Chinese smartphones

Lure of cheaper, powerful phones

Chinese handset makers are selling devices with better hardware but at lower prices, compared to phones from top brands

When long-time iPhone user Muhamad Isuandi decided to switch to an Android phone last June, his research for a powerful phone with the best value led him to the US$299 ($426) OnePlus One.

The only problem was the phone, by first-time Chinese handset maker OnePlus, was not sold here.

With a friend's help, the 31-year-old e-commerce sales manager had one shipped in from Hong Kong for $520.

He said it was the "best device" he has ever bought.

The phone's quad-core Qualcomm Snapdragon processor, 5.5-inch high-definition screen and 13-megapixel camera made it comparable to other premium phones from established brands, but at a much lower price.

Mr Isuandi, who started with the iPhone 3GS and stopped at the iPhone 5s, now swears by the Android devices made by the Chinese company.

He is so happy with his purchase that he is undecided about upgrading to the new OnePlus 2, which goes on sale here on Sept 14.

"I want it but even now, after the one-year mark, my OnePlus One is still running well and the battery is still fine," he said.

One thing is for sure.

His scepticism of buying cheaper devices from lesser-known manufacturers is now a thing of the past.

Since Chinese phonemaker Xiaomi launched its first low-priced, $169 entry-level Redmi device early last year, there have been more Chinese handset brands targeting consumers here.

The draw of devices from the likes of ZTE, Phicomm and Lenovo has been their lower prices, which are kept competitive by selling the devices online and cutting out the retail and telco channels.

The draw of devices from the likes of ZTE, Phicomm and Lenovo has been their lower prices, which are kept competitive by selling the devices online and cutting out the retail and telco channels.

Since then, several of the phonemakers have moved on to make devices with better hardware, but still pricing them affordably compared to premium phones from established brands such as Apple, Samsung, HTC, Sony and LG.

For instance, Huawei's latest octa-core powered P8, which has a full high-definition screen, is selling at $699.

The OnePlus Two, which uses the latest Qualcomm Snapdragon 810 processor, is going for $598.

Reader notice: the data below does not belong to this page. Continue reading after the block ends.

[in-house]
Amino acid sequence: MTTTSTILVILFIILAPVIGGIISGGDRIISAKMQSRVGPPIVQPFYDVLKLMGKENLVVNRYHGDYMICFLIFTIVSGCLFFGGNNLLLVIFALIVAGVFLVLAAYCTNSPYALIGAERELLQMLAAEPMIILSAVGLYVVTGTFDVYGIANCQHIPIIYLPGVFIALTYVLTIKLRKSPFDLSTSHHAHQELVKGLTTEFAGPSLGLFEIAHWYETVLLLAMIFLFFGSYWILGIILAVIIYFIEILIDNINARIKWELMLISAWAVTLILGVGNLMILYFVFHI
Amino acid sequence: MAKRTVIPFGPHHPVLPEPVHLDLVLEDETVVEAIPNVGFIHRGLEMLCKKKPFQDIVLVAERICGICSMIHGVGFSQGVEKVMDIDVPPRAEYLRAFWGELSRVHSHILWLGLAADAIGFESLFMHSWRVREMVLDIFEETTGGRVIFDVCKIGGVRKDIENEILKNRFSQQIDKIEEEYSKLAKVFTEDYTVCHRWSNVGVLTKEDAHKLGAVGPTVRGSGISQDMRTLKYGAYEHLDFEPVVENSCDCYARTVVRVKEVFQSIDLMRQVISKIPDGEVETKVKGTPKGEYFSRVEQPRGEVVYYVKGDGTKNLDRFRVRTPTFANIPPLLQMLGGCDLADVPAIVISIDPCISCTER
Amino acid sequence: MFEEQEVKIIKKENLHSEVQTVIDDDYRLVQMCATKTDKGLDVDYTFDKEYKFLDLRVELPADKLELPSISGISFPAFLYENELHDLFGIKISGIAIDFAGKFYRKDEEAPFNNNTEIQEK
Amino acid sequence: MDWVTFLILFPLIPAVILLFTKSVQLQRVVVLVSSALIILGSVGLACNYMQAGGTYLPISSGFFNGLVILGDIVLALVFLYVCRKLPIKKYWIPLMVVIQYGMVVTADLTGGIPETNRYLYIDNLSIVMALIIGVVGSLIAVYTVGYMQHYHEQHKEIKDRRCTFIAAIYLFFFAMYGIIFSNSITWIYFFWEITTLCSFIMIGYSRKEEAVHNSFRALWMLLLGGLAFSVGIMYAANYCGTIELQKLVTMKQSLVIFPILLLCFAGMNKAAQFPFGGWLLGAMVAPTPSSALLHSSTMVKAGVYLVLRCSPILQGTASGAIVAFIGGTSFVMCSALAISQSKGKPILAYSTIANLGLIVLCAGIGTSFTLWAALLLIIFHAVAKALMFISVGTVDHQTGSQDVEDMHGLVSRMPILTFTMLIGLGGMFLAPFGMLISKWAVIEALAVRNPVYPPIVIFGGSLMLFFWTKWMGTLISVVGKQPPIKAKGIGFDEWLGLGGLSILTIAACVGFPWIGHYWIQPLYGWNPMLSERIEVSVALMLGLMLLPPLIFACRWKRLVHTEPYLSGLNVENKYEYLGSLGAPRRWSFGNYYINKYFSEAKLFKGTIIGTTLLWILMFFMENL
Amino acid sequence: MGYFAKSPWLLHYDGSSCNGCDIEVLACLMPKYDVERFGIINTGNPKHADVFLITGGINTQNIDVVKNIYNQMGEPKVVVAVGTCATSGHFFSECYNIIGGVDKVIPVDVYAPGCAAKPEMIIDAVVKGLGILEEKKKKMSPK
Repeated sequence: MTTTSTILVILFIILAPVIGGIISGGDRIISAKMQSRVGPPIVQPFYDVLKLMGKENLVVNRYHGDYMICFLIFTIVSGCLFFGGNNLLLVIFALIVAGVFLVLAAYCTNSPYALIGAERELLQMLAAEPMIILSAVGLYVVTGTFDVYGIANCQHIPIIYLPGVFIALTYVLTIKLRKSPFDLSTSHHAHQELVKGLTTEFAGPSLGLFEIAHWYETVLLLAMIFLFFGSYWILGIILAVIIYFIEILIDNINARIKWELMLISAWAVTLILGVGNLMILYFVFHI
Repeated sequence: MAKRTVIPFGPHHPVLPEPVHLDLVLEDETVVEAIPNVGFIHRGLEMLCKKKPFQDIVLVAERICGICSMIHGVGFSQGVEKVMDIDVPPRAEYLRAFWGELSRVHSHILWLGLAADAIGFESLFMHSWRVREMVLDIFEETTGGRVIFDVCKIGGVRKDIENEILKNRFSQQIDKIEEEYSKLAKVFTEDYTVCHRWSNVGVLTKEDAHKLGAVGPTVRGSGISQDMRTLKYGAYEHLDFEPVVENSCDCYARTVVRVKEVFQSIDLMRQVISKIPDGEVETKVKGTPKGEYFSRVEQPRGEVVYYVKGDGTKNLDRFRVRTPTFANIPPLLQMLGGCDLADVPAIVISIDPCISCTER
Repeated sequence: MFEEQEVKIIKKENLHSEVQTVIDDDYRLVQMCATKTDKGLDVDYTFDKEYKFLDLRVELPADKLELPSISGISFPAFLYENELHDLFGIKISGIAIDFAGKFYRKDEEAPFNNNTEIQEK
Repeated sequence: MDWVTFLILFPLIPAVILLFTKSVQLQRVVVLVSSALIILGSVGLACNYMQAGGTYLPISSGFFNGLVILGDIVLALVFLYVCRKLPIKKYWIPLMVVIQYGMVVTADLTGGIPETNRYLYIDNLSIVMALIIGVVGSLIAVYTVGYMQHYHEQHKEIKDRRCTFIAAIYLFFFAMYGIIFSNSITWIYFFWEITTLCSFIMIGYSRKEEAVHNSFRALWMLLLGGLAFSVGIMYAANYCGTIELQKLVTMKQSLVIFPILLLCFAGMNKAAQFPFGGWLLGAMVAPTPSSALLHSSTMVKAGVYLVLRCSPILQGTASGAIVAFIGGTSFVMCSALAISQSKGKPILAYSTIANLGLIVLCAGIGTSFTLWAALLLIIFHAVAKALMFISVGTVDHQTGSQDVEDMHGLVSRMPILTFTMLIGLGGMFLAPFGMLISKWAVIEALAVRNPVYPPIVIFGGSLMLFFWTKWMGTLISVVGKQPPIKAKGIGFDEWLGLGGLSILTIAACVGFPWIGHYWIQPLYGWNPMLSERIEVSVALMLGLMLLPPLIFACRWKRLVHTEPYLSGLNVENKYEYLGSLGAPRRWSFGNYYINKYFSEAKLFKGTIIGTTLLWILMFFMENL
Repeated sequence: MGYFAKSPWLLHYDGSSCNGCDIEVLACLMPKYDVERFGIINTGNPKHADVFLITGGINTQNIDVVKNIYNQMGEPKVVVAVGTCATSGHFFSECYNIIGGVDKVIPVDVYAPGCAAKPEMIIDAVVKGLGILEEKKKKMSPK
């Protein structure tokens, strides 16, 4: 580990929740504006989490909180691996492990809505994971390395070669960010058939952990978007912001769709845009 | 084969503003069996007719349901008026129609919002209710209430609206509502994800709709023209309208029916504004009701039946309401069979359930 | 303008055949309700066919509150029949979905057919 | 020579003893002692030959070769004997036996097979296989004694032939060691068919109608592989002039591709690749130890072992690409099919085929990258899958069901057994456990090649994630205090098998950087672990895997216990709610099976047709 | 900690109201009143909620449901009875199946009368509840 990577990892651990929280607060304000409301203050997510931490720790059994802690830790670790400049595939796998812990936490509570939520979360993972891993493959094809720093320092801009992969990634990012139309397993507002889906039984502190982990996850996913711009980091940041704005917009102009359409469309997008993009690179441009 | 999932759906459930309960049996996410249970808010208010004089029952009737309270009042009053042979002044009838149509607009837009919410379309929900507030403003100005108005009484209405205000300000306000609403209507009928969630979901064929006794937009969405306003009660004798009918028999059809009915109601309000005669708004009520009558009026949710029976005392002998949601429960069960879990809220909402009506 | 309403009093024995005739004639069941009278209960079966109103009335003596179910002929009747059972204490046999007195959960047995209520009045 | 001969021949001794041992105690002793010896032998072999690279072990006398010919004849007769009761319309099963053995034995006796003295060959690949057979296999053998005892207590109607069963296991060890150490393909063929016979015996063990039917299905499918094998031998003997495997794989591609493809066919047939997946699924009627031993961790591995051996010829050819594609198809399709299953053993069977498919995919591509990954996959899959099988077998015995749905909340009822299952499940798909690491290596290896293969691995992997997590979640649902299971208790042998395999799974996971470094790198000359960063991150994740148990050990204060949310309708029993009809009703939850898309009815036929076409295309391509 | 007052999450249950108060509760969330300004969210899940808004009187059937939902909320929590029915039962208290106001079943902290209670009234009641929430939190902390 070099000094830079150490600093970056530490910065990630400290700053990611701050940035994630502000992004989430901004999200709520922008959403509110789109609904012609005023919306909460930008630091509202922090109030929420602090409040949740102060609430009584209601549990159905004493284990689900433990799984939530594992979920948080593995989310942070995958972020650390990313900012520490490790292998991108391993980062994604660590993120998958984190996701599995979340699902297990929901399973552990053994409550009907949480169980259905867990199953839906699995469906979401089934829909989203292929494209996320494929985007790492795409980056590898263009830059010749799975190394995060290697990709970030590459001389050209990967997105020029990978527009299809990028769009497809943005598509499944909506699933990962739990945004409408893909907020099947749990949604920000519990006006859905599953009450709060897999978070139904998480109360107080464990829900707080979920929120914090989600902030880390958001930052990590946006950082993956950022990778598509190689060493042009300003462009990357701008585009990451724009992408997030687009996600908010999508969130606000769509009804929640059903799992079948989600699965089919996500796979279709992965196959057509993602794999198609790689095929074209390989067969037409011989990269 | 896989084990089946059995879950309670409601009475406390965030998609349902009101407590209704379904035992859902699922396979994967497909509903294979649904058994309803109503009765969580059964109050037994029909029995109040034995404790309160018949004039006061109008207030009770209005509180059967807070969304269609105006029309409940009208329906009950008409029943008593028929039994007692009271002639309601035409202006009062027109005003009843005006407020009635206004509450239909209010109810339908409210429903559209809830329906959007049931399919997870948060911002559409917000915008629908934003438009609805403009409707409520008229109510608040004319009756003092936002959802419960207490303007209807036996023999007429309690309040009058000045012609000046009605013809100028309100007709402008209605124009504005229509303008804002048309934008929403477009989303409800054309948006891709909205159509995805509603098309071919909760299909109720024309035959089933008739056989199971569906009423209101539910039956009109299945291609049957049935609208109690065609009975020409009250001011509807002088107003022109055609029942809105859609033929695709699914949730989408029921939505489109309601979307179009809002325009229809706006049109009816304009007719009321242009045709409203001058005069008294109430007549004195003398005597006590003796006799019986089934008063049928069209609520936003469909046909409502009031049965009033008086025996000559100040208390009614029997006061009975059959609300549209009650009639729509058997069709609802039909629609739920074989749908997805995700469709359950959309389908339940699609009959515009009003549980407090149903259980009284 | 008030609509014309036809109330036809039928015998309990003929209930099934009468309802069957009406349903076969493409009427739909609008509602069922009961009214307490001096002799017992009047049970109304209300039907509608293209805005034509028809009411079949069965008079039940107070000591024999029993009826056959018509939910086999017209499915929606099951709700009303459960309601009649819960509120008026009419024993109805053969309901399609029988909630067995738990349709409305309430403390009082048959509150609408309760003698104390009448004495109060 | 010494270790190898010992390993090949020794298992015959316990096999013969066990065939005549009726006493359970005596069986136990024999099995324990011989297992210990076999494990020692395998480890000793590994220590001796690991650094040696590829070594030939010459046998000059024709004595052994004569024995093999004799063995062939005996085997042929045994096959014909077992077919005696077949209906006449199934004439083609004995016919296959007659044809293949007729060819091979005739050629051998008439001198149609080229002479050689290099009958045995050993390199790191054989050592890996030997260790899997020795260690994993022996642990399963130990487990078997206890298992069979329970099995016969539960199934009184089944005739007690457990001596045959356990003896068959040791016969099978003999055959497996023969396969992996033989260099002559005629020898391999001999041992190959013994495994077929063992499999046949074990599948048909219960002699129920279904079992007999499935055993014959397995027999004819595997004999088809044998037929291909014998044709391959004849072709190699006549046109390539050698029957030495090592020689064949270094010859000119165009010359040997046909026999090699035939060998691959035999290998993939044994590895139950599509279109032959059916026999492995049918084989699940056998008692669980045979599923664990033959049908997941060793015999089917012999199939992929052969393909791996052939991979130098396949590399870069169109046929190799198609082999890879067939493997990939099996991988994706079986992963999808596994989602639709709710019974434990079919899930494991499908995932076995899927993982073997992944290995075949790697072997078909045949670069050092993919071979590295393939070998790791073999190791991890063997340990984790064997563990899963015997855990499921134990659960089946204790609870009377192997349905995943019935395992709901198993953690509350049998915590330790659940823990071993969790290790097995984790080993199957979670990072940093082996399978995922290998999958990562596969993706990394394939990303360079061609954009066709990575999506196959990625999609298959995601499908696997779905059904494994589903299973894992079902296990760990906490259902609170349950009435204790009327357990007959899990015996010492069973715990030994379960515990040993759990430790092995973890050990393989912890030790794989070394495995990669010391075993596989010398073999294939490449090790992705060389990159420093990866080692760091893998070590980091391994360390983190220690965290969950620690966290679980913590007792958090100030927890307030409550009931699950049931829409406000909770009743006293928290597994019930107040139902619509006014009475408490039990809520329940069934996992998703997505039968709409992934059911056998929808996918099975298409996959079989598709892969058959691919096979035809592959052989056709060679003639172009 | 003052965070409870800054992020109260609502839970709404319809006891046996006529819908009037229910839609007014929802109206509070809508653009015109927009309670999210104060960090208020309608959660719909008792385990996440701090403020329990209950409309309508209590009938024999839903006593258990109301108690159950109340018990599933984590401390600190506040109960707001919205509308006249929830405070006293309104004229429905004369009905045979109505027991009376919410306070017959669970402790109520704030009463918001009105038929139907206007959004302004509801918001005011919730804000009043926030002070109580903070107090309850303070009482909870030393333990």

Lenovo's Vibe Shot, which has a 16MP camera, is priced at $479.

Lenovo is also selling its new 6.8-inch Phab Plus ($499) for those who want a bigger phablet phone.

Then, there are the 5-inch Oppo R7 ($569) and 6-inch Oppo R7 Plus ($699).

Both devices share similar hardware, including a Qualcomm Snapdragon 615 processor and an 8MP front camera.

More of such affordable phones with powerful hardware are expected to be available in the coming months, given that Lenovo and Huawei have both announced new premium models at the annual IFA tech show in Berlin last week.

According to research company GfK Asia, the total market share of Chinese handsets jumped to 9.5 per cent for the first half of this year, compared to 2.8 per cent over the same period last year.

Of the 118,600 units sold here during this period, 15,500 were premium models between $400 to $700.

"Previously, the focus of Chinese brands was to penetrate the local market with their entry-level, under-$300 models," noted Mr Gerard Tan, account director for technology at GfK Asia.

"However, more Chinese brands are entering the more 'premium-price bands' with their flagship launches, where the number of models in the $400 to $700 segment grew from four in 2013, to 15 in 2015."

One telco has responded to the rise in subscribers buying cheap smartphones without the subsidy offered in two-year phone contracts. M1 recently announced its new mySIM mobile plans that are cheaper than standard contract plans.

M1's current $41 monthly Lite+ plan, which also offers a subsidy on a new handset, comes with 3GB of data and 200 minutes of outgoing calls. The mySIM 30 plan, which does not have a handset subsidy, offers 300 minutes of outgoing calls and 5GB of data, and is priced at $30 a month for those taking a one-year contract.

"Customers who prefer to buy their own smartphones have told us they would like to see better value in their post-paid plans," said Mr P. Subramaniam, M1's chief marketing officer.

"As we do not subsidise these customers' smartphones, we pass these savings back to them through larger data, call and message bundles," he said.

A version of this article appeared in the print edition of The Straits Times on September 09, 2015, with the headline 'Lure of cheaper, powerful phones'. Print Edition | Subscribe